Chief Justice Maureen O'Connor
2018 Annual Summer Conference for Probate, Domestic Relations, and Juvenile Judges
June 6, 2018

(Remarks prepared for delivery on Wednesday, June 6, 2018, at the Cleveland Metro Parks Zoo.)

Good evening. 

Thank you (Cuyahoga County Probate Court Court) Judge (Laura Gallagher) for that introduction.

Thanks as well to Cuyahoga County for hosting this annual summer conference.

I also want to thank those judges who have taken a leadership role in the probate, domestic relations, and juvenile judge associations.

I want start my remarks by highlighting a few Courts and judges who are working harder and smarter in courtrooms every day to solve the seemingly intractable problems facing Ohioans.

As you know all too well, today’s societal problems profoundly impact the lives of countless citizens.

Those problems are complex and often interconnected.  And many of those problems come knocking at your door as a last resort.

Let’s start right here at home.

The Cuyahoga County Domestic Relations Court was selected as one of fourteen courts nationwide to receive the Office on Violence against Women Award.  The U.S. Department of Justice designated it as a domestic violence mentor court.

Here is an excellent example of a court answering the need for creativity. The Cuyahoga County Domestic Relations Court has demonstrated incredible leadership through its Domestic Violence Mentor Court.

It’s the only court of its type in Ohio.

The first cohort of six Domestic Violence Mentor Courts was recognized in 2013 by the U.S. Department of Justice.  Last year, through the DOJ’s Office on Violence Against Women, a second round of applications was accepted and announced last fall – and that group included Cuyahoga County.

The DOJ’s plan is to place these mentor dockets in well-established specialized courts. The idea to enable these pilot programs to guide other courts in significantly improving judicial responses to domestic violence cases.

This means ensuring victim safety and offender accountability.

The Center for Court Innovation (CCI) in New York is the designated technical assistance provider for this DOJ mentor courts program, linking teams of judges, court personnel, and other criminal and civil justice and domestic violence stakeholders.

So far, the Cuyahoga County Domestic Relations Court demonstrated leadership by establishing a Domestic Violence Department, which assists litigants through the procedural process when seeking a Domestic Violence Civil Protection Order.

Also located in the Domestic Violence Department are advocates from a community-based domestic violence services program and child advocacy center. Advocates provide emotional support and safety to petitioners.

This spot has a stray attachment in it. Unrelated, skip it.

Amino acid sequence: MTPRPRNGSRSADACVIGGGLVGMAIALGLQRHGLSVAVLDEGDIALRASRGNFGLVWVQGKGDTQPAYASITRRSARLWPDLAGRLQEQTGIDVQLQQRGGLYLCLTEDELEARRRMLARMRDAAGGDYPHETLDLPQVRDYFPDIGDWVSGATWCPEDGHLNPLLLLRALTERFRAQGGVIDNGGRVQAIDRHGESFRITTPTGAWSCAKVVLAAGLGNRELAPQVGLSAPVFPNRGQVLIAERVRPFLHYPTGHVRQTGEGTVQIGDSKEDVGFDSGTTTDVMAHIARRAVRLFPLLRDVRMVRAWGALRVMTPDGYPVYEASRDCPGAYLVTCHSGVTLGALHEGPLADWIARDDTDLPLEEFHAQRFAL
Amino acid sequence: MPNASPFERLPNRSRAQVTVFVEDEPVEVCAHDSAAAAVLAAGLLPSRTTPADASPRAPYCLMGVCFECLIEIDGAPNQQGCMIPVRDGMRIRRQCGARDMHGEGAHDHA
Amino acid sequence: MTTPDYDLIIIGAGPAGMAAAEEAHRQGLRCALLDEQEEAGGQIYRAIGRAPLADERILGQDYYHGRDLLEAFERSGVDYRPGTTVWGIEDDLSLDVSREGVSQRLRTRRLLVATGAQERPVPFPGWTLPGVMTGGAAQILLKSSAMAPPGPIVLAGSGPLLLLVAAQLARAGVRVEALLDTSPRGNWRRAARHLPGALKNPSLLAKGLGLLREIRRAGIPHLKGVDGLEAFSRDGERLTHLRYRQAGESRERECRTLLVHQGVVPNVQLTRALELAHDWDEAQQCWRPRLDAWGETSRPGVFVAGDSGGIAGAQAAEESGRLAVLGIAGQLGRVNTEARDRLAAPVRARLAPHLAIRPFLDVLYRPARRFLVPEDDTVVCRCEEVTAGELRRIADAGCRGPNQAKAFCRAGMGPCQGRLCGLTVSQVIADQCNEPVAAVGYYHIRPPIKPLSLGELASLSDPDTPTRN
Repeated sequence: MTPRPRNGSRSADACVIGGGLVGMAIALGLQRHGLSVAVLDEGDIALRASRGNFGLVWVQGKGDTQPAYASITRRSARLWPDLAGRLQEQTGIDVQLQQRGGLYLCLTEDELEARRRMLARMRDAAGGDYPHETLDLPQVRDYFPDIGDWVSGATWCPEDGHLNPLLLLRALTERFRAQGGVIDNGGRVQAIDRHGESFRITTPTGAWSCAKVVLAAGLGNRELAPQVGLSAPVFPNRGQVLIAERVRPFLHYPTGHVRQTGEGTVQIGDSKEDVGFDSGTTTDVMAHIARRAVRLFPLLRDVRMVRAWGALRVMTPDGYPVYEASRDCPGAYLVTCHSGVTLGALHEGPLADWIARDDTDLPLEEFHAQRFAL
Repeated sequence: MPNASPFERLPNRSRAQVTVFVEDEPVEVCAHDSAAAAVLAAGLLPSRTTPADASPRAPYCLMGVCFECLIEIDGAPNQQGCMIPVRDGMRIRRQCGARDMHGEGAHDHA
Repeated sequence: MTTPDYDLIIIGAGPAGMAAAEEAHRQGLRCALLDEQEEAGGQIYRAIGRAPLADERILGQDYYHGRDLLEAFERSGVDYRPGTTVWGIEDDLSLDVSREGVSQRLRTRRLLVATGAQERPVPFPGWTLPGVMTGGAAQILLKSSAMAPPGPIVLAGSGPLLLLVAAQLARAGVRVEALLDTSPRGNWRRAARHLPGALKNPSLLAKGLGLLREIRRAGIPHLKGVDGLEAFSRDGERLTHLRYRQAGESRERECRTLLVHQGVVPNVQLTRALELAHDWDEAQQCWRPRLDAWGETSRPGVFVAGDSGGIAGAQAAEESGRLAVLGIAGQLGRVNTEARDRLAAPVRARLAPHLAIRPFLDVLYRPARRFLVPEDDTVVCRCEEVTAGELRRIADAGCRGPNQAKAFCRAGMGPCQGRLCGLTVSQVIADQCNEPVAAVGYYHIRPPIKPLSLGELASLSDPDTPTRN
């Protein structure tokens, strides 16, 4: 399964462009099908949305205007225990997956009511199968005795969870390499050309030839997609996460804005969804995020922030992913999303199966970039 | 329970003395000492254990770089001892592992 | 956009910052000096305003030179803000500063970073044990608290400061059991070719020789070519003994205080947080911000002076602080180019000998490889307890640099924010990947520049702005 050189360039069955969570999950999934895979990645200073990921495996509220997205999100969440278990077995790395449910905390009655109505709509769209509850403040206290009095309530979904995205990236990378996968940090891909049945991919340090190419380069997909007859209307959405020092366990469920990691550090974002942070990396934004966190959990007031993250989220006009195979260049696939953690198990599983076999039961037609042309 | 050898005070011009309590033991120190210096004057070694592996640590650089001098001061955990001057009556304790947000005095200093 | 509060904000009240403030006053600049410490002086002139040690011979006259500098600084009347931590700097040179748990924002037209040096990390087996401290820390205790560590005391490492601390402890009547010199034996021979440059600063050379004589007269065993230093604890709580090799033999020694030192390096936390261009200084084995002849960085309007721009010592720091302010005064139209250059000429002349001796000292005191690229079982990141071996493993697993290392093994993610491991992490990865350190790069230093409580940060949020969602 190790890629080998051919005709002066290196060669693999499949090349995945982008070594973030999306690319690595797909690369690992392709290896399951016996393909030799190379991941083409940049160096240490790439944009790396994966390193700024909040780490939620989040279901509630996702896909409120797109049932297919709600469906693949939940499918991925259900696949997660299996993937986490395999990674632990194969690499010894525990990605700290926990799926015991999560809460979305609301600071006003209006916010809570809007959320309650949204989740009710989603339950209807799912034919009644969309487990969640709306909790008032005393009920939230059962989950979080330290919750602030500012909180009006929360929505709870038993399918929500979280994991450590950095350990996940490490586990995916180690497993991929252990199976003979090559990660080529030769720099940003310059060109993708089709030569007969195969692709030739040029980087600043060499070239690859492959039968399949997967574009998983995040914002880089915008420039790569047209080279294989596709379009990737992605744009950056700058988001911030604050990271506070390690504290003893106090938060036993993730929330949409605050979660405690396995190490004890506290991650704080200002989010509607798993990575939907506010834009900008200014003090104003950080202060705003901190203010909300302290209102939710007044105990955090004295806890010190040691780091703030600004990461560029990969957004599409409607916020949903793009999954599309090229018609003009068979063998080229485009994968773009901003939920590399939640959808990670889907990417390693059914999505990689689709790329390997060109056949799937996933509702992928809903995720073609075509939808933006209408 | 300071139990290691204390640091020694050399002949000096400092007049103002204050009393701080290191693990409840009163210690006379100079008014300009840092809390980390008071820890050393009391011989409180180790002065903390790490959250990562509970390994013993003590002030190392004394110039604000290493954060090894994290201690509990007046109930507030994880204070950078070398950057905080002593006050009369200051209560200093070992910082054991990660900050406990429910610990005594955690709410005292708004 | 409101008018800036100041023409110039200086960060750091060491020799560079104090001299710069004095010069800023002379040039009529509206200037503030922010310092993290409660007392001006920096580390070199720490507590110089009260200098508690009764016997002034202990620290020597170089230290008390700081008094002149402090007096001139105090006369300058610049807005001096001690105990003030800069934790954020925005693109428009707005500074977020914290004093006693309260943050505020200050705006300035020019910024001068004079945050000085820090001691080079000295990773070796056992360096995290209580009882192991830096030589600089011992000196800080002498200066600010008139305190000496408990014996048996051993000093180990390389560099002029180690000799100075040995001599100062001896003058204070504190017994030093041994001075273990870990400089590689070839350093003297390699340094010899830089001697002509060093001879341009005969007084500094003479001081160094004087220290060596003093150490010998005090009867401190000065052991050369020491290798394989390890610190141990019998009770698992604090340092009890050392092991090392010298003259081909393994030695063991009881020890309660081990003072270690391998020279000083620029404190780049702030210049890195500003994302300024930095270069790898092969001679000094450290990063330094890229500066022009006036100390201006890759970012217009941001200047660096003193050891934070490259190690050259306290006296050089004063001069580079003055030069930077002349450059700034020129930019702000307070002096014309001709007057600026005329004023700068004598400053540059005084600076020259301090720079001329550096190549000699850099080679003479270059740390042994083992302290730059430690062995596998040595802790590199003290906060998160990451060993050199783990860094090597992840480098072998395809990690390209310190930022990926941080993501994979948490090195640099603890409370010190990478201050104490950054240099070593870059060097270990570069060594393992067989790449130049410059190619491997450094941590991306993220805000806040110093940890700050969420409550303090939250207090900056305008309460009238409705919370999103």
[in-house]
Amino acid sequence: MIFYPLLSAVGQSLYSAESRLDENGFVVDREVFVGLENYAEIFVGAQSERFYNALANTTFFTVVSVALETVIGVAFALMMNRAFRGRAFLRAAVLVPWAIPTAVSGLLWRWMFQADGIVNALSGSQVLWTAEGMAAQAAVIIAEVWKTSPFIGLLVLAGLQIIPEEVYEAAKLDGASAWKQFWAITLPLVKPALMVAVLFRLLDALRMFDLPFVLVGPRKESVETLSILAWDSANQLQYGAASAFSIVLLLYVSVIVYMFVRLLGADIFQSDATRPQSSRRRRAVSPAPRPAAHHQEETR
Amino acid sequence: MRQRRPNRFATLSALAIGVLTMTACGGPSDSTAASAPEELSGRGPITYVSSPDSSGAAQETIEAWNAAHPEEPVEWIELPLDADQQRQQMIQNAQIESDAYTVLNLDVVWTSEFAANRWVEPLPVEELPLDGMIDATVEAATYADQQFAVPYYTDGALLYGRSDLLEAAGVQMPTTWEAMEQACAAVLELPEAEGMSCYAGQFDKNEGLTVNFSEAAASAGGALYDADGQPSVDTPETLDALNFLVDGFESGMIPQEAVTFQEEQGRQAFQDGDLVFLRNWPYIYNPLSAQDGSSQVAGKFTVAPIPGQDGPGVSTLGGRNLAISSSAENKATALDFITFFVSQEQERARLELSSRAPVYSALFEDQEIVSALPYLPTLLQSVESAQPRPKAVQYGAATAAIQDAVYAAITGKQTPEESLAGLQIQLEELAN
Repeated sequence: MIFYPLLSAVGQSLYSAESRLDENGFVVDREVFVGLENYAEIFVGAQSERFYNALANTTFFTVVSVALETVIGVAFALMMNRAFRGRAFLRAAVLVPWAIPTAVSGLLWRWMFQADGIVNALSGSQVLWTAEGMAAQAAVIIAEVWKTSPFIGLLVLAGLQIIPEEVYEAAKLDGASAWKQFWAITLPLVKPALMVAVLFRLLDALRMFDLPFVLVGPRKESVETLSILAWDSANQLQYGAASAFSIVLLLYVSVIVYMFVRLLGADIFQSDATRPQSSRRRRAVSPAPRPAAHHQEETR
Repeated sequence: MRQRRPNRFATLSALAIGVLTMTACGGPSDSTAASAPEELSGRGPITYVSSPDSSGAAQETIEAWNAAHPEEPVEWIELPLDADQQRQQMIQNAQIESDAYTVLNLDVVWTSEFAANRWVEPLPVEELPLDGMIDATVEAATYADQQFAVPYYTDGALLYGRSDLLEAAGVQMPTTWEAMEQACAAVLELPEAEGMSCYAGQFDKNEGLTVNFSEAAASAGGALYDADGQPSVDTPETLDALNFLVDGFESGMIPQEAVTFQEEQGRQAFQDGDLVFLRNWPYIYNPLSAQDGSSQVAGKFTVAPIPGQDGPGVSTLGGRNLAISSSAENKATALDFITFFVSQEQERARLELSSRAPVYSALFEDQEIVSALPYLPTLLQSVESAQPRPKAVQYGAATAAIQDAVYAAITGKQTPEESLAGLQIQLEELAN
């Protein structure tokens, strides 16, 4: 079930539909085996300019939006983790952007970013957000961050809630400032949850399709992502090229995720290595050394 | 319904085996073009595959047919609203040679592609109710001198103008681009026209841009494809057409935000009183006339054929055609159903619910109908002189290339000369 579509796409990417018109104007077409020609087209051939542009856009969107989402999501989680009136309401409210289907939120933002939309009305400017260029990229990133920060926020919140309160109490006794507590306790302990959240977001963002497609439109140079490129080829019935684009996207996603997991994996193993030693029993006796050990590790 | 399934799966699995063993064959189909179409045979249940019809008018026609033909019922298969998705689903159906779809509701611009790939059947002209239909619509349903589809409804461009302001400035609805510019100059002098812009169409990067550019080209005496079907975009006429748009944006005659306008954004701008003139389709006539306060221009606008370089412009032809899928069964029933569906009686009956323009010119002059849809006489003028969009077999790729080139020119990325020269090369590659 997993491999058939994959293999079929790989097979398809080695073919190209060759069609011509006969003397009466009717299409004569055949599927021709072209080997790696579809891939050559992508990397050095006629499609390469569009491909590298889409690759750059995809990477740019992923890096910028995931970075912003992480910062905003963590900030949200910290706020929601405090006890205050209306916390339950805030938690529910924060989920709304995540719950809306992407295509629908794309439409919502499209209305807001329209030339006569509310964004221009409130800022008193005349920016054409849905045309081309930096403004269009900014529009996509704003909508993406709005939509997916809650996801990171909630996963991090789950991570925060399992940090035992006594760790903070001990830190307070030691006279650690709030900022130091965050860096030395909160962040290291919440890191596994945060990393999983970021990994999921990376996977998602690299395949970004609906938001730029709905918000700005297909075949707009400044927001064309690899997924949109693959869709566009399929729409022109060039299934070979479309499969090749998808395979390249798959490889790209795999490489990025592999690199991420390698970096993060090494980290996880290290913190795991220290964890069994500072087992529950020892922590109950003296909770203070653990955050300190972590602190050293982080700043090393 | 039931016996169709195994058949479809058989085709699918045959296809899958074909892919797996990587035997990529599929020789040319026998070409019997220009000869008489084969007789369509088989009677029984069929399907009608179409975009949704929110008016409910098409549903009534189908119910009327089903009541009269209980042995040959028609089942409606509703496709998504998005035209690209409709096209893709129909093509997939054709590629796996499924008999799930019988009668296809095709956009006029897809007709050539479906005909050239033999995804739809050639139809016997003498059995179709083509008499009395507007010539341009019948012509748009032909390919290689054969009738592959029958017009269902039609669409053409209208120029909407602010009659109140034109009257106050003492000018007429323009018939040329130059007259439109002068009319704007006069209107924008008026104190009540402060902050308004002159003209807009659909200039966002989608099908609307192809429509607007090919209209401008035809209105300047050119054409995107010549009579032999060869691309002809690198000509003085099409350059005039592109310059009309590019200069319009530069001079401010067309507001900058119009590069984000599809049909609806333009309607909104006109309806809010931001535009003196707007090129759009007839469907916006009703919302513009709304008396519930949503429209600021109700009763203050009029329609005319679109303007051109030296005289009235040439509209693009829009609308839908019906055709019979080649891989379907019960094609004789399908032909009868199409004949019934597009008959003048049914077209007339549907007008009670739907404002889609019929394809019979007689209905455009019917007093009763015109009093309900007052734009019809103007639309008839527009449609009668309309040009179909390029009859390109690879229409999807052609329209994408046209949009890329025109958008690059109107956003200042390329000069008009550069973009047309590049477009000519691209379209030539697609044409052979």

Another stand-out is the Franklin County Domestic and Juvenile Court. That Court hosted a human trafficking training in its ongoing effort to create a juvenile human trafficking specialized docket. The court successfully drew a multi-disciplinary group of professionals to engage in meaningful discussions about how the court could deepen its understanding and enhance its response to trafficked youths.

Two other courts that have demonstrated judicial leadership are Medina and Fairfield County Domestic Relations Courts. 

Judges Mary Kovack and Lauren Smith received more than $500,000 from a highly competitive “Justice for Families” grant, administered by the Office on Violence against Women.

The money goes to improve the community’s response to domestic violence.

In Fairfield County, the money goes to provide a safe environment where parents can drop off and pick their children, or visit in a supervised environment.

In Ashtabula County, Juvenile Court Judge Anthony Camplese has opened a new resource center in the community where children and teens are screened, assessed, and provided with a mental health evaluation and services -- instead of being brought to the now-closed juvenile detention center. The new program provides intervention instead of incarceration for non-violent, low-risk juvenile offenders while continuing to provide public safety and reduction in recidivism.

When it comes to improving the lives of children, there are three Ohio courts, Fairfield, Coshocton, and Trumbull that are part of the National Quality Improvement Center for Collaborative Community Court Teams.